And dark chocolate is always a good idea ;)

    • Nathalie Lussier on October 23, 2014 at 11:13 am

      Always! Thanks so much for your kind comment Caroline, I’m happy you’re here :)

  8. Michelle Arsenault on October 24, 2014 at 5:03 pm

    I’m an author and when I send out a newsletter, I use a personal photo of something cute like a cat chasing a bubble and then write a short, concise and ‘chatty’ email that has a similar tone as I would use if I were emailing one of my good friends. I don’t let it get too casual, but keep it relaxed and then throw out some information on a new book, blog post etc…

    As for contacting anyone in a more professional regard (publishers etc), I try to keep it short and concise and sometimes even acknowledge the fact (in the email) that I recognize how busy they are and just wanted to check in to (fill in the blank) I try to keep it friendly, positive and upbeat.

  9. manuntun on October 26, 2014 at 11:15 pm

    Thank you Natahlie,it’s amazing. God Bless You

  10. Llyane @FrenchOnSkype on November 26, 2014 at 4:02 pm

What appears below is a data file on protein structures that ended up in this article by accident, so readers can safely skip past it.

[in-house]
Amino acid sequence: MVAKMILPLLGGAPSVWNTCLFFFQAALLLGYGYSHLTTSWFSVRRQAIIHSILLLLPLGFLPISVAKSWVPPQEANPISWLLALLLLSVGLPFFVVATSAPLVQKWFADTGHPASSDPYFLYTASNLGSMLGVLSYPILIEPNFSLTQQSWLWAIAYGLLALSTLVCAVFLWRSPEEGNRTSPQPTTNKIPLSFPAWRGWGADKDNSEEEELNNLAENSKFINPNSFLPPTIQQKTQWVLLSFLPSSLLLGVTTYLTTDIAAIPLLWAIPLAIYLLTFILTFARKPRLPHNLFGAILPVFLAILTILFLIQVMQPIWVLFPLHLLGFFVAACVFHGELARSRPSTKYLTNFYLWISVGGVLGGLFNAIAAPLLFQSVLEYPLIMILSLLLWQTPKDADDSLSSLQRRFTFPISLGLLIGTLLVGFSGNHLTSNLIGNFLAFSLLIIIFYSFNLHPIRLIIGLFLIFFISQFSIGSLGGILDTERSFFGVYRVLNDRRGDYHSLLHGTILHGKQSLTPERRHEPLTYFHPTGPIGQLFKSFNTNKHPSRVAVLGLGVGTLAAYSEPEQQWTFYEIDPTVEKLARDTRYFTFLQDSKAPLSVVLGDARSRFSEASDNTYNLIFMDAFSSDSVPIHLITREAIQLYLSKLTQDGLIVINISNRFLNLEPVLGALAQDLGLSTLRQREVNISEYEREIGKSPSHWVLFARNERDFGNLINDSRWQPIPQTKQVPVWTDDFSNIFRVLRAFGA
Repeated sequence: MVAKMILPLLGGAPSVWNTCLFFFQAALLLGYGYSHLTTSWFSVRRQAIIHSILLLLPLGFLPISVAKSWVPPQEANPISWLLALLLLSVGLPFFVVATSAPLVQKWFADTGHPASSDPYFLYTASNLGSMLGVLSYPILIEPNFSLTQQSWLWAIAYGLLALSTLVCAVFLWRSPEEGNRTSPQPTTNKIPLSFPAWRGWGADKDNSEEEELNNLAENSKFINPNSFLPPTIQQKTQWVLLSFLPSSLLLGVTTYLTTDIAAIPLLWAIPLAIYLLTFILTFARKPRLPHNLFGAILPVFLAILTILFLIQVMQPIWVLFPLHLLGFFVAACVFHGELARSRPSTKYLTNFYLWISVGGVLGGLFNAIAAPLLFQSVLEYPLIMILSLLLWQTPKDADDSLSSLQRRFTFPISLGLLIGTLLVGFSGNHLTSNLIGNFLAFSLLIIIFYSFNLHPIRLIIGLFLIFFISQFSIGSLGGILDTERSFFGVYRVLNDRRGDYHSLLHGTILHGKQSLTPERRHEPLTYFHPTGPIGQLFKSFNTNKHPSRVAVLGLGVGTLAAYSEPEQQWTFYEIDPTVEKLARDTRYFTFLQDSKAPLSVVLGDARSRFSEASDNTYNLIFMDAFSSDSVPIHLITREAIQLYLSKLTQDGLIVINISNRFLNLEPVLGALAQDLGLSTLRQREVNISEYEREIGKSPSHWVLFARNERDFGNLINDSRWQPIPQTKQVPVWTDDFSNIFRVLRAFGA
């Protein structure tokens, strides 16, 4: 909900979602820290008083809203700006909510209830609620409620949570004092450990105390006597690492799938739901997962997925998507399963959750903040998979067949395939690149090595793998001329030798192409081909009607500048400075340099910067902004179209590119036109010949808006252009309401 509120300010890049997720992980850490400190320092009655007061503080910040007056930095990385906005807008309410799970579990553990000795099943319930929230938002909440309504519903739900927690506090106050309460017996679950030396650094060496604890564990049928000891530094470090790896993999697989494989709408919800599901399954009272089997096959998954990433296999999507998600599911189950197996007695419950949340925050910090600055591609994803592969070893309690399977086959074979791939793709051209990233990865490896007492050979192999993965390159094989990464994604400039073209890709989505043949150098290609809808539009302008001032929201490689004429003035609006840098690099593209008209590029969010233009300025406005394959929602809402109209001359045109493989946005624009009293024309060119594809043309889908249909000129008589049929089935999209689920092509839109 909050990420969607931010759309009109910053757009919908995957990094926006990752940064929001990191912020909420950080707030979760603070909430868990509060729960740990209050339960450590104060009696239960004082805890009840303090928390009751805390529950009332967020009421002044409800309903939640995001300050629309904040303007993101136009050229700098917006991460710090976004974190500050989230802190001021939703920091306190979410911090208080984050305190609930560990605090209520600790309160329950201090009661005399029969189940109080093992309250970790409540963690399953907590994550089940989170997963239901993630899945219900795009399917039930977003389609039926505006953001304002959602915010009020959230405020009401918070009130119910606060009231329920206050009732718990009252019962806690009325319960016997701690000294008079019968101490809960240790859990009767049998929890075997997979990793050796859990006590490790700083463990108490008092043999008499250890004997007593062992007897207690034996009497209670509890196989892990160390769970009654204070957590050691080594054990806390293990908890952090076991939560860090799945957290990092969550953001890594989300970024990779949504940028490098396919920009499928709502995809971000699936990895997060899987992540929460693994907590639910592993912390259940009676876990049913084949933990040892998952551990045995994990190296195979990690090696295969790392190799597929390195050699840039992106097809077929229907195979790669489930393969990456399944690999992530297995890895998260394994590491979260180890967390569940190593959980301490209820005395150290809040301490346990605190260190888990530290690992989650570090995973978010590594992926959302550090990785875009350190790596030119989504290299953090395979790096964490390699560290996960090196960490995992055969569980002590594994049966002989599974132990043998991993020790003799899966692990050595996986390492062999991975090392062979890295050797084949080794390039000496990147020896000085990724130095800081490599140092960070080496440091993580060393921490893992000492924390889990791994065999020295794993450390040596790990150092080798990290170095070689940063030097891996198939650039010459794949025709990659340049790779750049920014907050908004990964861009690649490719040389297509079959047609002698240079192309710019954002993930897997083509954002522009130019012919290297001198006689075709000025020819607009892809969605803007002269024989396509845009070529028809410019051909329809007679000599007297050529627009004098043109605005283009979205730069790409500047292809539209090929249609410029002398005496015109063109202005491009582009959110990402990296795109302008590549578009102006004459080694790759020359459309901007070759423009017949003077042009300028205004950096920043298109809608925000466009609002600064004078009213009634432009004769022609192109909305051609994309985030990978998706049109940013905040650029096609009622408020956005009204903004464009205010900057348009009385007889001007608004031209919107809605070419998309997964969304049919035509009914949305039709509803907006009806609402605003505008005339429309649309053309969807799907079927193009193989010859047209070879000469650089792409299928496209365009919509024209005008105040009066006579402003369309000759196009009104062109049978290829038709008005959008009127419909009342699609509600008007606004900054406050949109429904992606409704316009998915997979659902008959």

Hi, Nathalie, awesome and no-nonsense breakdown (I too hate small talk).

    My clients want to learn French and they avoid the embarrassment of not being able to speak yet French, even though they’ve been trying to learn for long time.

    I will refer to my story when I came to Canada with a British English that nobody could understand, and how I was taking the bus and trying to understand the bus driver (and to make myself understood) every time I needed directions. Painful and embarrassing.

    Also, the 2 years that I have spent practicing English without an accent on CDs while driving every day, and how I’d hear more and more my own mistakes. It felt like it takes forever.

    I know from my own experience what it takes to learn a second language, and I can give my clients the same tools to have results in a fraction of the time.